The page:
We go the extra mile.
We think you should too.
1. Exceptional lesson plans and resources will be provided by our coordinators
2. Termly teacher assessment and comprehensive reporting
3. Practical and theoretical demonstration of students’ improvement
4. All teachers are Enhanced DBS checked
5. CPD provided for all our specialist teachers
English and Drama
(KS1 & KS2)
Drama strategies can be used as everyday teaching tools for a wide range of subjects, especially literacy, the closest of its allies.
Speaking and listening skills are enhanced through drama strategies, role-play and improvisation and by the exchange of opinions and negotiation that naturally occur in group activities. Drama provides the context to improve writing skills, to develop realistic dialogue and to extend vocabulary. Improvisation and storytelling develop children’s understanding of narrative structure with a consequent impact on speaking and writing skills.
As stated clearly in the National Curriculum, all pupils should be enabled to participate in and gain knowledge, skills and understanding associated with the artistic practice of drama. Pupils should be able to adopt, create and sustain a range of roles, responding appropriately to others in role. They should have opportunities to improvise, devise and script drama for one another and a range of audiences, as well as to rehearse, refine, share and respond thoughtfully to drama and theatre performances.
Maths and Music
(KS1 & KS2)
Connections between music and mathematics have been of interest to scholars as far back as the time of Pythagoras. Mathematics can describe many phenomena and concepts in music, for example how strings vibrate at certain frequencies, and sound waves are used to describe these mathematical frequencies. Fractions are used in music to indicate lengths of notes. In a musical piece, the time signature tells the musician information about the rhythm of the piece, and is generally written as two integers, one above the other.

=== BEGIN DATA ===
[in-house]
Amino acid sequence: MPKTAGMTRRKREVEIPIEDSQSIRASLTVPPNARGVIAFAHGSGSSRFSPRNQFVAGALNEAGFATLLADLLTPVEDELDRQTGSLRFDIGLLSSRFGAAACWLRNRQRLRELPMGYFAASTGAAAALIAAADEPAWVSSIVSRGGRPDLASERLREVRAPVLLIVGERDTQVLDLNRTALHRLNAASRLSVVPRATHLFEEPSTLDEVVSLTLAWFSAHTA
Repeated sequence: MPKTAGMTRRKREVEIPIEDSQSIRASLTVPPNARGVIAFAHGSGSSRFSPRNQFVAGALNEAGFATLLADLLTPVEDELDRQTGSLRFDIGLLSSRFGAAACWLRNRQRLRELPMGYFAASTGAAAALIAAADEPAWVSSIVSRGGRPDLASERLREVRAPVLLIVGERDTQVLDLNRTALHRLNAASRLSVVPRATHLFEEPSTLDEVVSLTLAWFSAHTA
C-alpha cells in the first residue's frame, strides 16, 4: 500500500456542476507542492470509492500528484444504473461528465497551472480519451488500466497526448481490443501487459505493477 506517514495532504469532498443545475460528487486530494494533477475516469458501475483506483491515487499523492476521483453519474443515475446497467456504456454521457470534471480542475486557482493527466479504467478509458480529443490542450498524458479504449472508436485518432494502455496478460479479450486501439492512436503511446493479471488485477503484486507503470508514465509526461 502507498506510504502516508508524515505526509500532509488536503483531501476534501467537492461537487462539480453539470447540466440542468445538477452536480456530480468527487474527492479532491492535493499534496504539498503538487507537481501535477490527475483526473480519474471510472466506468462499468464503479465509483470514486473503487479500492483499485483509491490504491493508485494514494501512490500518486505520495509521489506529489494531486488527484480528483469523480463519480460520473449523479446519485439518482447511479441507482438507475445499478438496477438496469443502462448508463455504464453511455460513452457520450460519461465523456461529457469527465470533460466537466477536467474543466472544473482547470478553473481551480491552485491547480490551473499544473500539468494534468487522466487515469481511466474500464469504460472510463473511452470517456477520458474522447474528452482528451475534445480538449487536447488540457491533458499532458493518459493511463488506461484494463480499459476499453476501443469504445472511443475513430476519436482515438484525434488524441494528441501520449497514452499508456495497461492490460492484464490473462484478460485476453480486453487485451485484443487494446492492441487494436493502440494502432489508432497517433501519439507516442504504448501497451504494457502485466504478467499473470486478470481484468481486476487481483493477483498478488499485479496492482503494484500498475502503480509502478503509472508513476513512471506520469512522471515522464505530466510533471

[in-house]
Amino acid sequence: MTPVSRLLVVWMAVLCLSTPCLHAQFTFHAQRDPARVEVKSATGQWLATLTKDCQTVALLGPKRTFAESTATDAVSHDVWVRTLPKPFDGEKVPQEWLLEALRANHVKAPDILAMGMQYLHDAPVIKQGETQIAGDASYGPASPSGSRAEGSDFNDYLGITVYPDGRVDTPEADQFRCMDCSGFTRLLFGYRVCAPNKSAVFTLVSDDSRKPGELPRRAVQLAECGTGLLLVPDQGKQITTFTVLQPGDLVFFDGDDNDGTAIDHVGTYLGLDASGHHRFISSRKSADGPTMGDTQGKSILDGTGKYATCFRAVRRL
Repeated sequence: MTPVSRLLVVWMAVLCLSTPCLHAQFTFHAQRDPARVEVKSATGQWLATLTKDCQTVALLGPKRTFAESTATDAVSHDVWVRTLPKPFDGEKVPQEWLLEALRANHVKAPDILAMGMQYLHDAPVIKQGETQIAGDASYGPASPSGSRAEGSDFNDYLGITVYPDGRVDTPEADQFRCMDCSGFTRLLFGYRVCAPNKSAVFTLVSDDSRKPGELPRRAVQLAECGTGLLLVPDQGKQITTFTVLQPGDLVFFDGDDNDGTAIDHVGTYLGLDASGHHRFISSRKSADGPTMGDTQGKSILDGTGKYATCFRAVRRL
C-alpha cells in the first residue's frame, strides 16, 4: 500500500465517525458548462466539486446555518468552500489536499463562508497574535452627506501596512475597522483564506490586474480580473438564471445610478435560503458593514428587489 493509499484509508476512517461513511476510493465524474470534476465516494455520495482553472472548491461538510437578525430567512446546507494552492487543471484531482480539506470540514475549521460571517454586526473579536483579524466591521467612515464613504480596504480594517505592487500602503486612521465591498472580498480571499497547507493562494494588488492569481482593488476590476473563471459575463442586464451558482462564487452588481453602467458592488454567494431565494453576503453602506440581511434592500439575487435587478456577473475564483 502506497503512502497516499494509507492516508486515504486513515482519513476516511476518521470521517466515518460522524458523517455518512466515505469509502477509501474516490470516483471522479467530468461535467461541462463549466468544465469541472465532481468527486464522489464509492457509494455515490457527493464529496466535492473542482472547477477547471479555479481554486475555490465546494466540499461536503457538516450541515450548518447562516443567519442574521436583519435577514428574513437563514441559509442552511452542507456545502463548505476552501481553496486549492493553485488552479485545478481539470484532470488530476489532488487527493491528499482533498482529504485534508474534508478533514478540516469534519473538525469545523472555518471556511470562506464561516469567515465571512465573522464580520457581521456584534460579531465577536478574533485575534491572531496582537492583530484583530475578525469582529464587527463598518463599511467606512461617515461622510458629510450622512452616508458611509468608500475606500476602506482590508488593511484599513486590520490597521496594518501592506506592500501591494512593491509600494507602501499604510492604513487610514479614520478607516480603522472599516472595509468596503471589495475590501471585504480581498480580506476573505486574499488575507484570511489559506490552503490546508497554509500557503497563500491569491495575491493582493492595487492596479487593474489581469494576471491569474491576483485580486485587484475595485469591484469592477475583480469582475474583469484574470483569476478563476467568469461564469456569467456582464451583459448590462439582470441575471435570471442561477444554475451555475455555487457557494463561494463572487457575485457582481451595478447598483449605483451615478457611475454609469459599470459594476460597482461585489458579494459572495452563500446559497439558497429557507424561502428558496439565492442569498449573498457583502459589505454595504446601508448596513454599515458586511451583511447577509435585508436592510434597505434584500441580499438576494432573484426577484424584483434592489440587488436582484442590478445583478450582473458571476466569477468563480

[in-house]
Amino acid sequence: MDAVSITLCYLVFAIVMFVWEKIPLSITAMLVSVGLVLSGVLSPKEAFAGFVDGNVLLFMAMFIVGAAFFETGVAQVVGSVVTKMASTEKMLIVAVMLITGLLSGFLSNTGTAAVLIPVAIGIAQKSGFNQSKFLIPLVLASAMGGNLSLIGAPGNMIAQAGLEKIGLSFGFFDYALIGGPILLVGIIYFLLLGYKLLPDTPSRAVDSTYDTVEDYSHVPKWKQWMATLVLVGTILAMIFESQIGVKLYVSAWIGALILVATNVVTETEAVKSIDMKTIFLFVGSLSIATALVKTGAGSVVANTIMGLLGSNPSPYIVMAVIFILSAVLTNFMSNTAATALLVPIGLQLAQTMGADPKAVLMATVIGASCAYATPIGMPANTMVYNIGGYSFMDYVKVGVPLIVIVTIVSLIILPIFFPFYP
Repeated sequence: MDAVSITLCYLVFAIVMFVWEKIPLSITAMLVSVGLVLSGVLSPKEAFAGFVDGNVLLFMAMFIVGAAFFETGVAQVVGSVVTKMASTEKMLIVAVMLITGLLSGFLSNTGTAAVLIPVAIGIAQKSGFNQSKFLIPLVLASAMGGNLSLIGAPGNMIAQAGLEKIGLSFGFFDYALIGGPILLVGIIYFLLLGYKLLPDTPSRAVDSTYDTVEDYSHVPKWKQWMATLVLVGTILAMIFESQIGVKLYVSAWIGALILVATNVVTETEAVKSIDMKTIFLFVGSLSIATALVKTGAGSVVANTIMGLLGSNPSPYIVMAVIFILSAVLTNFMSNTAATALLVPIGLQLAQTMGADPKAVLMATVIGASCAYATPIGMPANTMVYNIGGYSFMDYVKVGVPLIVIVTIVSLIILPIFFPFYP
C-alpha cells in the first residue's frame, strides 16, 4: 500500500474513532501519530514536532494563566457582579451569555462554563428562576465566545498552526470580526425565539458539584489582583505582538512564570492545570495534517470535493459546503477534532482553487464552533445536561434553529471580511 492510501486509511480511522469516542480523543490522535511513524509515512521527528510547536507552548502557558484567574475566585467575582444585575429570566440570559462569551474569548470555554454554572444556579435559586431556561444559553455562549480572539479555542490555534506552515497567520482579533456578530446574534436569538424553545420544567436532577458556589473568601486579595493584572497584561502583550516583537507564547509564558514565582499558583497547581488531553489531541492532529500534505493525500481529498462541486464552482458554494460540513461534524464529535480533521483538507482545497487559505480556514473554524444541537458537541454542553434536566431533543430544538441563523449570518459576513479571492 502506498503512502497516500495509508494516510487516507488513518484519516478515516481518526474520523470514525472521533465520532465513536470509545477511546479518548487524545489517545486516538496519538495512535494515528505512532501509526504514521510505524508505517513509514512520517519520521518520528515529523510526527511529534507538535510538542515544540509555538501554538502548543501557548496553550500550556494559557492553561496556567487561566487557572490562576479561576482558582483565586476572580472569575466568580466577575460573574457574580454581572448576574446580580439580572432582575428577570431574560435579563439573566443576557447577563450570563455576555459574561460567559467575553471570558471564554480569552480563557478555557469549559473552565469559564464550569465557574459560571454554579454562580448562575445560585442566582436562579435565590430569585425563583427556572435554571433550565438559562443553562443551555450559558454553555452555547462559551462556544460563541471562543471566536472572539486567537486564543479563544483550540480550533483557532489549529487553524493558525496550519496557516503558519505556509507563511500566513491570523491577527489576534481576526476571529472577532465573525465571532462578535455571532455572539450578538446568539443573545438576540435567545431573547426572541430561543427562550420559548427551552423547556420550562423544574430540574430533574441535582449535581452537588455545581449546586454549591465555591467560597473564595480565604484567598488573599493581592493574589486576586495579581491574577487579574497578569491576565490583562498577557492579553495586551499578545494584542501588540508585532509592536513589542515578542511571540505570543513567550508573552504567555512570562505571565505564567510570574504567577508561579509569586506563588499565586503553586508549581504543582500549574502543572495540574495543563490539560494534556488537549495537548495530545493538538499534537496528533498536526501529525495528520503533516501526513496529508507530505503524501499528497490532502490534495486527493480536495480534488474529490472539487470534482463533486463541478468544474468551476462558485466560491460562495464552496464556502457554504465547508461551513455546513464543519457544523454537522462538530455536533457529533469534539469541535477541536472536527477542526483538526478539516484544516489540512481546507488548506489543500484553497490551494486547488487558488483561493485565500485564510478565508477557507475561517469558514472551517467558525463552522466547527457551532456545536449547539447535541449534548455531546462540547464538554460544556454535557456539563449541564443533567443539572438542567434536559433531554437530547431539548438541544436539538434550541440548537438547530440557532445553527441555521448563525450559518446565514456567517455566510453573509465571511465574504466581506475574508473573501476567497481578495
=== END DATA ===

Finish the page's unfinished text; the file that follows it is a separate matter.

Mathematics and music are part of children’s daily lives and yet, as they move through the school system, some children are challenged by mathematical concepts that are considered abstract and difficult to visualise.‘Traditional’ methods of teaching and learning mathematics where mathematics is separated from other learning areas, may be ineffective, which, in part, could be attributed to a lack of connections with students’ interests.
This is exactly what ARTeach brings to the table; the potential of a music – maths link to not only engage children, but also to support analogous conceptual development and boost maths learning.
Science and Music
(KS1 & KS2)
It is said that Science is the music of the intellect, and Music is the science of the heart.
The connection between science and music as fairly common. People usually associate creativity with music, but it has a lot of mathematical structure as well. We think of structure and technicality in science, but science also requires a lot of creativity to connect ideas and use research tools effectively to answer questions. No new idea gets off the ground without an initial spark of inspiration. Finding that spark is often the hardest bit. The rest might flow remarkably freely: doing the calculations, collecting the data, like a composer fleshing out the accompaniment for a melody which only came to them, seemingly at random, after days of deadlock.
Music is an offspring of pure science (physics) expressed as art. Music is made up sound, frequency, pitch, resonance, vibration, echo, Doppler effect; these topics are pure science with mathematical derived formulas and not just art. For example, the action of a typical upright piano obeys Newtons third law. Science teaches us that sound is vibration, and the frequency of vibration is what makes different sounds. Music then is the study of the sound created by those vibrations, and puts them into patterns that elicit emotion.